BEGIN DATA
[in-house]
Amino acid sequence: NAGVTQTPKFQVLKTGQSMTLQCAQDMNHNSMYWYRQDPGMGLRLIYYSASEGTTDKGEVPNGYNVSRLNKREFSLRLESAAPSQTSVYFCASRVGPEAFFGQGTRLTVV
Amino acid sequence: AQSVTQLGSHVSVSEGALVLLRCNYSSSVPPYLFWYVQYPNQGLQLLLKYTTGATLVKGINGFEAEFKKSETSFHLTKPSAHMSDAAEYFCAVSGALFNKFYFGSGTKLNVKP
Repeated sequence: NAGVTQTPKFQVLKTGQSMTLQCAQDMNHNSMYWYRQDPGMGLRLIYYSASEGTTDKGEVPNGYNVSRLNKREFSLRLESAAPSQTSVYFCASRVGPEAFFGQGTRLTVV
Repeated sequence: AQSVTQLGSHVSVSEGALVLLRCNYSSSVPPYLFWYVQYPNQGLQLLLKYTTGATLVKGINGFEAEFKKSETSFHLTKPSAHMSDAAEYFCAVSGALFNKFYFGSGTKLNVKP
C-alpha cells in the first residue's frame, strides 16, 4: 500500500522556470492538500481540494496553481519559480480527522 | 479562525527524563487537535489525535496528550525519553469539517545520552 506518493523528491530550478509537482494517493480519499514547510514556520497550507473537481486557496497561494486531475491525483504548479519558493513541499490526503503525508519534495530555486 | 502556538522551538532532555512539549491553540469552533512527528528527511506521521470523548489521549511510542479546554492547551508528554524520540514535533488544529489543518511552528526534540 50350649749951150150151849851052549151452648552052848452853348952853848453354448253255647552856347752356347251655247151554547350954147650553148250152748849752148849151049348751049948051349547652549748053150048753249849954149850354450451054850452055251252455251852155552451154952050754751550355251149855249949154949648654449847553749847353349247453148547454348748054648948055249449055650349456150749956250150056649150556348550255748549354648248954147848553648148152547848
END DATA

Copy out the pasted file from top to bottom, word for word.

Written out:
[in-house]
Amino acid sequence: NAGVTQTPKFQVLKTGQSMTLQCAQDMNHNSMYWYRQDPGMGLRLIYYSASEGTTDKGEVPNGYNVSRLNKREFSLRLESAAPSQTSVYFCASRVGPEAFFGQGTRLTVV
Amino acid sequence: AQSVTQLGSHVSVSEGALVLLRCNYSSSVPPYLFWYVQYPNQGLQLLLKYTTGATLVKGINGFEAEFKKSETSFHLTKPSAHMSDAAEYFCAVSGALFNKFYFGSGTKLNVKP
Repeated sequence: NAGVTQTPKFQVLKTGQSMTLQCAQDMNHNSMYWYRQDPGMGLRLIYYSASEGTTDKGEVPNGYNVSRLNKREFSLRLESAAPSQTSVYFCASRVGPEAFFGQGTRLTVV
Repeated sequence: AQSVTQLGSHVSVSEGALVLLRCNYSSSVPPYLFWYVQYPNQGLQLLLKYTTGATLVKGINGFEAEFKKSETSFHLTKPSAHMSDAAEYFCAVSGALFNKFYFGSGTKLNVKP
C-alpha cells in the first residue's frame, strides 16, 4: 500500500522556470492538500481540494496553481519559480480527522 | 479562525527524563487537535489525535496528550525519553469539517545520552 506518493523528491530550478509537482494517493480519499514547510514556520497550507473537481486557496497561494486531475491525483504548479519558493513541499490526503503525508519534495530555486 | 502556538522551538532532555512539549491553540469552533512527528528527511506521521470523548489521549511510542479546554492547551508528554524520540514535533488544529489543518511552528526534540 50350649749951150150151849851052549151452648552052848452853348952853848453354448253255647552856347752356347251655247151554547350954147650553148250152748849752148849151049348751049948051349547652549748053150048753249849954149850354450451054850452055251252455251852155552451154952050754751550355251149855249949154949648654449847553749847353349247453148547454348748054648948055249449055650349456150749956250150056649150556348550255748549354648248954147848553648148152547848